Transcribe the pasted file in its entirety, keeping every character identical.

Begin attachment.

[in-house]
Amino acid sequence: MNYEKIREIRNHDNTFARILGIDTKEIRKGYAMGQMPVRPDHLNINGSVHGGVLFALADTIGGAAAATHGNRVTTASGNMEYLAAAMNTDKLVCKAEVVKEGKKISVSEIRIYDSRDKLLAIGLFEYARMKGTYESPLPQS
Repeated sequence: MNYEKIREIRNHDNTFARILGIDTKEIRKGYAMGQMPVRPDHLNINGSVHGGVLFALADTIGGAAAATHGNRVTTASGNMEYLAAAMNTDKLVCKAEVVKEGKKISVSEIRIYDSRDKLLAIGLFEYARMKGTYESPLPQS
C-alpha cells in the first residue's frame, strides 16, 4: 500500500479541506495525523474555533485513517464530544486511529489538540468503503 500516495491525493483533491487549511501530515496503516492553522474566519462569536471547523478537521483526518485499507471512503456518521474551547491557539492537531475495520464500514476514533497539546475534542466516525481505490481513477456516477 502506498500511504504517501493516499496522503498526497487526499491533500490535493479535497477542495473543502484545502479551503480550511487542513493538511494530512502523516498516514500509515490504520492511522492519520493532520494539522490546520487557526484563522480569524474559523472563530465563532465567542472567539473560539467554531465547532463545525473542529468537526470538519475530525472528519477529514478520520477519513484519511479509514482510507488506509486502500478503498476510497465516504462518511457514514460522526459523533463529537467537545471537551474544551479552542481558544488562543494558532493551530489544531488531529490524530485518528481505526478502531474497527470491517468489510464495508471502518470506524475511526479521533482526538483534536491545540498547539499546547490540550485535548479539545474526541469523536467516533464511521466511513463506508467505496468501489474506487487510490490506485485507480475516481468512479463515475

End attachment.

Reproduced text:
[in-house]
Amino acid sequence: MNYEKIREIRNHDNTFARILGIDTKEIRKGYAMGQMPVRPDHLNINGSVHGGVLFALADTIGGAAAATHGNRVTTASGNMEYLAAAMNTDKLVCKAEVVKEGKKISVSEIRIYDSRDKLLAIGLFEYARMKGTYESPLPQS
Repeated sequence: MNYEKIREIRNHDNTFARILGIDTKEIRKGYAMGQMPVRPDHLNINGSVHGGVLFALADTIGGAAAATHGNRVTTASGNMEYLAAAMNTDKLVCKAEVVKEGKKISVSEIRIYDSRDKLLAIGLFEYARMKGTYESPLPQS
C-alpha cells in the first residue's frame, strides 16, 4: 500500500479541506495525523474555533485513517464530544486511529489538540468503503 500516495491525493483533491487549511501530515496503516492553522474566519462569536471547523478537521483526518485499507471512503456518521474551547491557539492537531475495520464500514476514533497539546475534542466516525481505490481513477456516477 502506498500511504504517501493516499496522503498526497487526499491533500490535493479535497477542495473543502484545502479551503480550511487542513493538511494530512502523516498516514500509515490504520492511522492519520493532520494539522490546520487557526484563522480569524474559523472563530465563532465567542472567539473560539467554531465547532463545525473542529468537526470538519475530525472528519477529514478520520477519513484519511479509514482510507488506509486502500478503498476510497465516504462518511457514514460522526459523533463529537467537545471537551474544551479552542481558544488562543494558532493551530489544531488531529490524530485518528481505526478502531474497527470491517468489510464495508471502518470506524475511526479521533482526538483534536491545540498547539499546547490540550485535548479539545474526541469523536467516533464511521466511513463506508467505496468501489474506487487510490490506485485507480475516481468512479463515475